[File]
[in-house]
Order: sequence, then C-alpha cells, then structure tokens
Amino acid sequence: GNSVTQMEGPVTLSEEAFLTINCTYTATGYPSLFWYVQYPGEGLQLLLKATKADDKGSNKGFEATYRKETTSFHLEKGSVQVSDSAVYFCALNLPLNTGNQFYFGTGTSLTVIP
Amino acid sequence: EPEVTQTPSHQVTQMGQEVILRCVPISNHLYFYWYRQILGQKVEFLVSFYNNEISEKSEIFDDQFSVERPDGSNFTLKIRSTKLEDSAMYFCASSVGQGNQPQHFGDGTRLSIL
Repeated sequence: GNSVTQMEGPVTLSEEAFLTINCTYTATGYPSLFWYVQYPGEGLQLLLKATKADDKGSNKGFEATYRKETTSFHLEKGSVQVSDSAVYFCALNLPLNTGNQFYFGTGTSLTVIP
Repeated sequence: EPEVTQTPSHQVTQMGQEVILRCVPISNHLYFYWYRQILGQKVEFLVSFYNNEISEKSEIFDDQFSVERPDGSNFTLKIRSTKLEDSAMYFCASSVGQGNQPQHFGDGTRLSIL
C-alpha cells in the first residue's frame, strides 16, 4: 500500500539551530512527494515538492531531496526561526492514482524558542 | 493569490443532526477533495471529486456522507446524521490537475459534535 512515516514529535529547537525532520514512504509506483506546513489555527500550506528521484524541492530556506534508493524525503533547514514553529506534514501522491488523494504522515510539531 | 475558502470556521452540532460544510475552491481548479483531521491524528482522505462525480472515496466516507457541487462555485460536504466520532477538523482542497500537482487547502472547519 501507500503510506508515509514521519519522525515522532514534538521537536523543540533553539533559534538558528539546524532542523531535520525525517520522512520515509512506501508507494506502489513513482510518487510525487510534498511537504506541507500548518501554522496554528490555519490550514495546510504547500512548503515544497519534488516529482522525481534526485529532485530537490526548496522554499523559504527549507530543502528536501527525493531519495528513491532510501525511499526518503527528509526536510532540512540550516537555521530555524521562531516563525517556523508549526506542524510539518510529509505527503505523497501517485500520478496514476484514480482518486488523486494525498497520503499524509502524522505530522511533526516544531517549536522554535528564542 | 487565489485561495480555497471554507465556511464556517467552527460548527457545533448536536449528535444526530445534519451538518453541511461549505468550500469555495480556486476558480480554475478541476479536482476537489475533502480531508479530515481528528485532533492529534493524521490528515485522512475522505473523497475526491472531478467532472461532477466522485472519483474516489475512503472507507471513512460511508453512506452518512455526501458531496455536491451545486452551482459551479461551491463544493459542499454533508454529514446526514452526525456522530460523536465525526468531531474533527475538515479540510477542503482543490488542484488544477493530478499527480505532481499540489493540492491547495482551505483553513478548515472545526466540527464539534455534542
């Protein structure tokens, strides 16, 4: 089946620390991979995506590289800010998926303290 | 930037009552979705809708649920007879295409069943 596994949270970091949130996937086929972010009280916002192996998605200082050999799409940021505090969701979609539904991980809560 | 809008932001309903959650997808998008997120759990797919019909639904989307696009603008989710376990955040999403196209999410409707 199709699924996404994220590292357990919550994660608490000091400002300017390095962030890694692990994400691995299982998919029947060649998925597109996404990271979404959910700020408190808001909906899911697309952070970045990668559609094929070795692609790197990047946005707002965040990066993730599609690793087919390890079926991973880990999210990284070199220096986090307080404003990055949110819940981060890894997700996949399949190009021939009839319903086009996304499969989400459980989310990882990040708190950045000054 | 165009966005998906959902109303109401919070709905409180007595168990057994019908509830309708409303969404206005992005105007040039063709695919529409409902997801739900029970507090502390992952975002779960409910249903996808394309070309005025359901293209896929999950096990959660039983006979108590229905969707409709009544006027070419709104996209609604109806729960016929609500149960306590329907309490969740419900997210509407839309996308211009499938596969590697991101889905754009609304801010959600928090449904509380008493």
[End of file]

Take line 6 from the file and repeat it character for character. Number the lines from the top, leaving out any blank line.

Repeated sequence: EPEVTQTPSHQVTQMGQEVILRCVPISNHLYFYWYRQILGQKVEFLVSFYNNEISEKSEIFDDQFSVERPDGSNFTLKIRSTKLEDSAMYFCASSVGQGNQPQHFGDGTRLSIL